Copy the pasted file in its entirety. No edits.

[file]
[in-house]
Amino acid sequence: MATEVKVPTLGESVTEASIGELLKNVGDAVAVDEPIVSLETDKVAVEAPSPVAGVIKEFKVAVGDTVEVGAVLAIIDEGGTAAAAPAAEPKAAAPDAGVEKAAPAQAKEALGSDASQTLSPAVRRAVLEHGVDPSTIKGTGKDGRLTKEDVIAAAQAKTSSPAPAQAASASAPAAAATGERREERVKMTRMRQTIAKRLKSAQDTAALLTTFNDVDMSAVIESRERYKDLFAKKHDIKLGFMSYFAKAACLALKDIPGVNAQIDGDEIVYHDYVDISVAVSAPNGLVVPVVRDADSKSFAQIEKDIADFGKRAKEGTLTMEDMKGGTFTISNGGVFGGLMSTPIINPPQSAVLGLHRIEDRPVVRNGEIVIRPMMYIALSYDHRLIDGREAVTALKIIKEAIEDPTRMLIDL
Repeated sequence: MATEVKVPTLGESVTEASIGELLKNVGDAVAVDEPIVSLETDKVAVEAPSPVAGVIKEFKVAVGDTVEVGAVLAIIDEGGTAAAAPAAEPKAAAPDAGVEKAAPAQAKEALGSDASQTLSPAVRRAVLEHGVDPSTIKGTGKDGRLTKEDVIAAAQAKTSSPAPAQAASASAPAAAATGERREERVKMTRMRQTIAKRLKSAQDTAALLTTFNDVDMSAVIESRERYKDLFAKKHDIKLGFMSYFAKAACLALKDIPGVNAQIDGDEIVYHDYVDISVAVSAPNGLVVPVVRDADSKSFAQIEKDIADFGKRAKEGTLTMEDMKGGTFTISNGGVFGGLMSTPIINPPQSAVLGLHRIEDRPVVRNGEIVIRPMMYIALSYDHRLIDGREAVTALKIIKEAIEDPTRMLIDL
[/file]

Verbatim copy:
[in-house]
Amino acid sequence: MATEVKVPTLGESVTEASIGELLKNVGDAVAVDEPIVSLETDKVAVEAPSPVAGVIKEFKVAVGDTVEVGAVLAIIDEGGTAAAAPAAEPKAAAPDAGVEKAAPAQAKEALGSDASQTLSPAVRRAVLEHGVDPSTIKGTGKDGRLTKEDVIAAAQAKTSSPAPAQAASASAPAAAATGERREERVKMTRMRQTIAKRLKSAQDTAALLTTFNDVDMSAVIESRERYKDLFAKKHDIKLGFMSYFAKAACLALKDIPGVNAQIDGDEIVYHDYVDISVAVSAPNGLVVPVVRDADSKSFAQIEKDIADFGKRAKEGTLTMEDMKGGTFTISNGGVFGGLMSTPIINPPQSAVLGLHRIEDRPVVRNGEIVIRPMMYIALSYDHRLIDGREAVTALKIIKEAIEDPTRMLIDL
Repeated sequence: MATEVKVPTLGESVTEASIGELLKNVGDAVAVDEPIVSLETDKVAVEAPSPVAGVIKEFKVAVGDTVEVGAVLAIIDEGGTAAAAPAAEPKAAAPDAGVEKAAPAQAKEALGSDASQTLSPAVRRAVLEHGVDPSTIKGTGKDGRLTKEDVIAAAQAKTSSPAPAQAASASAPAAAATGERREERVKMTRMRQTIAKRLKSAQDTAALLTTFNDVDMSAVIESRERYKDLFAKKHDIKLGFMSYFAKAACLALKDIPGVNAQIDGDEIVYHDYVDISVAVSAPNGLVVPVVRDADSKSFAQIEKDIADFGKRAKEGTLTMEDMKGGTFTISNGGVFGGLMSTPIINPPQSAVLGLHRIEDRPVVRNGEIVIRPMMYIALSYDHRLIDGREAVTALKIIKEAIEDPTRMLIDL